The Samoyed dog breed originated in Siberia and is named after the Samoyedic people who began breeding them over 3000 years ago. Research has shown that they are among the 14 oldest dog breeds and are distantly related to wolves.
Sometimes called Bjelkier, these furry pups were first tamed to help their people herd reindeer and pull their sleds. They also protected their people and even helped keep them warm on cold Siberian nights.
Once Samoyeds were introduced to Europe and beyond, they were used as sled dogs for polar expeditions. In fact, the first expedition to ever reach the South Pole was led by a Samoyed by the name of Etah.
Another thing that made Samoyeds gain popularity is their fur. Once shed, it can be knitted. It is similar to angora fur in texture and also because it is hypoallergenic.
Samoyed fur clothing is said to have kept humans warm in below-zero temperatures.
Samoyeds are medium sized dogs with lots of soft, white, fluffy hair. Males can weigh as much as 71 pounds, but females usually only weigh between 40 - 55 pounds.
Samoyeds can stand up to two feet tall, but usually average 21 inches. Samoyed have dark, almond shaped eyes and furry, triangular ears that stand erect.
Perhaps the most distinguishing feature of Samoyeds is their tail, which curves over their back. It differs from the Alaskan Malamute tail because it actually touches the dog's back.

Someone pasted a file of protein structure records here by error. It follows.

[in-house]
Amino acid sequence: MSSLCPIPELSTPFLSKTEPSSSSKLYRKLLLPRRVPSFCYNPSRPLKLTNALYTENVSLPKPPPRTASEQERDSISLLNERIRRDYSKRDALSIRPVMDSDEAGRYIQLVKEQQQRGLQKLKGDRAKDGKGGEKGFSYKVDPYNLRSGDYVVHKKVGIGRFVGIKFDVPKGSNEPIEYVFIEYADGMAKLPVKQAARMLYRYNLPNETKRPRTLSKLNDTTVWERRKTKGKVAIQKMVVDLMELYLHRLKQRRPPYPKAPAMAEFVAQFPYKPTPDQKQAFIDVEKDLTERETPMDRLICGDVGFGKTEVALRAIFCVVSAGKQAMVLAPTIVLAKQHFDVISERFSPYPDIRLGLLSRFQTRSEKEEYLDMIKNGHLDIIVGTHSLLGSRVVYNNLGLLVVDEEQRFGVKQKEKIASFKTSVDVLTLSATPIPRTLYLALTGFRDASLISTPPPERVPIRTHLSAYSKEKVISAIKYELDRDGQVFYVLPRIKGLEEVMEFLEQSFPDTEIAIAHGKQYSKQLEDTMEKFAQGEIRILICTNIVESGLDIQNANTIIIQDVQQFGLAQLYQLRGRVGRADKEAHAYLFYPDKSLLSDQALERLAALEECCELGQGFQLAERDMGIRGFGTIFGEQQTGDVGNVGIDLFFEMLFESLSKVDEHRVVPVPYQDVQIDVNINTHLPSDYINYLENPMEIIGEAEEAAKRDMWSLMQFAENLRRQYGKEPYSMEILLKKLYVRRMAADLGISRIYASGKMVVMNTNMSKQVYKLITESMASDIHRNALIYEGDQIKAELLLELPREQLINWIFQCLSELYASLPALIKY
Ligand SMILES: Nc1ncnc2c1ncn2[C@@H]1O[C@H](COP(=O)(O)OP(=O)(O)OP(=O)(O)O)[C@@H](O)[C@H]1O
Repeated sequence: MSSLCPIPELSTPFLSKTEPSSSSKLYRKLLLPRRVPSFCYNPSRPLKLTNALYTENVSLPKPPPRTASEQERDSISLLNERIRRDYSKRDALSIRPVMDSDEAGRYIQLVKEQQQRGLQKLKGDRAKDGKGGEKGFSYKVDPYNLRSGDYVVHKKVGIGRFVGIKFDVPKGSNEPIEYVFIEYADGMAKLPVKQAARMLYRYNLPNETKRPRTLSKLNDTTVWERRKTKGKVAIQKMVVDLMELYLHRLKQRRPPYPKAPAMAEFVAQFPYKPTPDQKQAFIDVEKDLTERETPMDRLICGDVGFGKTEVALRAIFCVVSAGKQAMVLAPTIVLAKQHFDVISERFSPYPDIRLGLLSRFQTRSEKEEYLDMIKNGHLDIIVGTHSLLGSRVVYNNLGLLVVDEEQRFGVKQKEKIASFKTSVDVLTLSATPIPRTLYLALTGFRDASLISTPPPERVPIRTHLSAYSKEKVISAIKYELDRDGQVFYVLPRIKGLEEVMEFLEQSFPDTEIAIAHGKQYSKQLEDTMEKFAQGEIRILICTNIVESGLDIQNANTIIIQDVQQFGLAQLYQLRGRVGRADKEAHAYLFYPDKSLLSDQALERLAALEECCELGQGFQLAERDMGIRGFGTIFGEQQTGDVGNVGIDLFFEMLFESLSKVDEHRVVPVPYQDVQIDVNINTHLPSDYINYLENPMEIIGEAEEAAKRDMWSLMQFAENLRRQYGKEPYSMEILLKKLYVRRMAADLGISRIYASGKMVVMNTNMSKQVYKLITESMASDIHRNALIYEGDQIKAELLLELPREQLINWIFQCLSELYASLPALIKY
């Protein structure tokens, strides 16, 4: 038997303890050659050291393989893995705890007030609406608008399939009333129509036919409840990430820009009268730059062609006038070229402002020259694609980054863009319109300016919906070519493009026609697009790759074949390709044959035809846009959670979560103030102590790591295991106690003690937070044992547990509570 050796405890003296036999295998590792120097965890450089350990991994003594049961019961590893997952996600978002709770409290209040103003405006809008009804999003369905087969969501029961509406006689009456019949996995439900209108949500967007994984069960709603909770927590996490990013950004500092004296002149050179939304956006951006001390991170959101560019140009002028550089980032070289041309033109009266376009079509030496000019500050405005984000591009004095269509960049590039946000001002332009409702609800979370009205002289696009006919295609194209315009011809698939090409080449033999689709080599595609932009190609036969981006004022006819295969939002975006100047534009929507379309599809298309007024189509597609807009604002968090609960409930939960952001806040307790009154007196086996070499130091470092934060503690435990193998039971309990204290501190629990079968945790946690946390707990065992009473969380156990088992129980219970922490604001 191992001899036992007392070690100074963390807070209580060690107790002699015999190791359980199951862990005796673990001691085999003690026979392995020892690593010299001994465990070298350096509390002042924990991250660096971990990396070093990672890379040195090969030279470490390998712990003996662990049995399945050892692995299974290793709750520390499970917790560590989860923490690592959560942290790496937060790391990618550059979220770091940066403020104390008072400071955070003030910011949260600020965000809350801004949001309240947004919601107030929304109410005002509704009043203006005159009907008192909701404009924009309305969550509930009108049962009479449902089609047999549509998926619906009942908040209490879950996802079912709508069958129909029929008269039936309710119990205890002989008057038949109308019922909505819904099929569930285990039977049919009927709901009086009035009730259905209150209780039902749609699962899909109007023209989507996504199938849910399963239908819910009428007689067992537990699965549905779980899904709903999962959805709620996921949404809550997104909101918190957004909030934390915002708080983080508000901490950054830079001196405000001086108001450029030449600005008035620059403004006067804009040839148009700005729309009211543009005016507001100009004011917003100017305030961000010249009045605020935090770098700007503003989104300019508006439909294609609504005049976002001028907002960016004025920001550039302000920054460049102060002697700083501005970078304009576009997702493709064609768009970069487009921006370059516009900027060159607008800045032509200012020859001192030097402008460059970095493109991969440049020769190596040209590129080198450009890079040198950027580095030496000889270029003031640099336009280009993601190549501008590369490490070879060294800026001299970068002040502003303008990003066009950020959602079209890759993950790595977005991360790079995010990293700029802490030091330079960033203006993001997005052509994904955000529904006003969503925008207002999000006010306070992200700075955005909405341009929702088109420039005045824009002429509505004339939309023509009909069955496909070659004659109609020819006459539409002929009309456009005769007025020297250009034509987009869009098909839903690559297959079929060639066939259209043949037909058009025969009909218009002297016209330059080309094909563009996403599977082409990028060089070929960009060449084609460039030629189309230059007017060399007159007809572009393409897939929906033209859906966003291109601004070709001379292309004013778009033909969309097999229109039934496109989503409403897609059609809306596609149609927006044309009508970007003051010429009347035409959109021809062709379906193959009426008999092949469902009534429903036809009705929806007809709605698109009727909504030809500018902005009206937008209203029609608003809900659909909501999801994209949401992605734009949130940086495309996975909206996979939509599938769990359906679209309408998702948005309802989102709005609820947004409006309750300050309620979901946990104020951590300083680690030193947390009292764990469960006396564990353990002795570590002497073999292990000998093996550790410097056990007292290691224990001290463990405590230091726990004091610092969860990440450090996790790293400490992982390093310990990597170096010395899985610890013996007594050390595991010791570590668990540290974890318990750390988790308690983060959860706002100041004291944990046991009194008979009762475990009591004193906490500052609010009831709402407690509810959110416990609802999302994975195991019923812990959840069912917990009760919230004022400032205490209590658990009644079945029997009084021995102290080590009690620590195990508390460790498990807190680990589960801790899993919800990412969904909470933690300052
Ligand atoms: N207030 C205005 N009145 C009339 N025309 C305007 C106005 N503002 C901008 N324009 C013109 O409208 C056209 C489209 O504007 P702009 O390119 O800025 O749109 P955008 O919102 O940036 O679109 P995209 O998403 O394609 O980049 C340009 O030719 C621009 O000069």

The perfect Samoyed tail curves over the back and to one side but does not form a tight curl. If a Samoyed is at ease, their tail flattens a bit. When they are being petted or are eating, their tales take on true Samoyed form.
Built for work and tough weather, Samoyeds are also incredibly friendly. Since aggressive Samoyeds are rare, they make better pets than guard dogs. Samoyeds have tendency to bark often which allows them to be good watch dogs though they won't be very good at actual defence.
Along with being friendly, Samoyeds are also playful and good with children. They make great companions for humans as well as other dogs.
In their play, these dogs will often exhibit some of the characteristics bred into them for herding. For instance, with other dogs or with small children a Samoyed might try to playfully herd their playmates.
With their background in herding and pulling sleds, Samoyeds are willing to work. They can be trained to both herd and pull sleds.
Professional Samoyeds can even compete in herding competitions along with the more typical dog show categories.
Because of their background, an untrained Samoyed will usually need to be thoroughly trained to heel and not lead.
A particularly beautiful dog, Samoyeds have a face that is often perceived as a smile.
In fact, the breed has been nicknamed the "smiley dogs" for the friendly temperament and grinning features. Their amiability, small size and beautiful coat makes them a popular pet as well as show dog.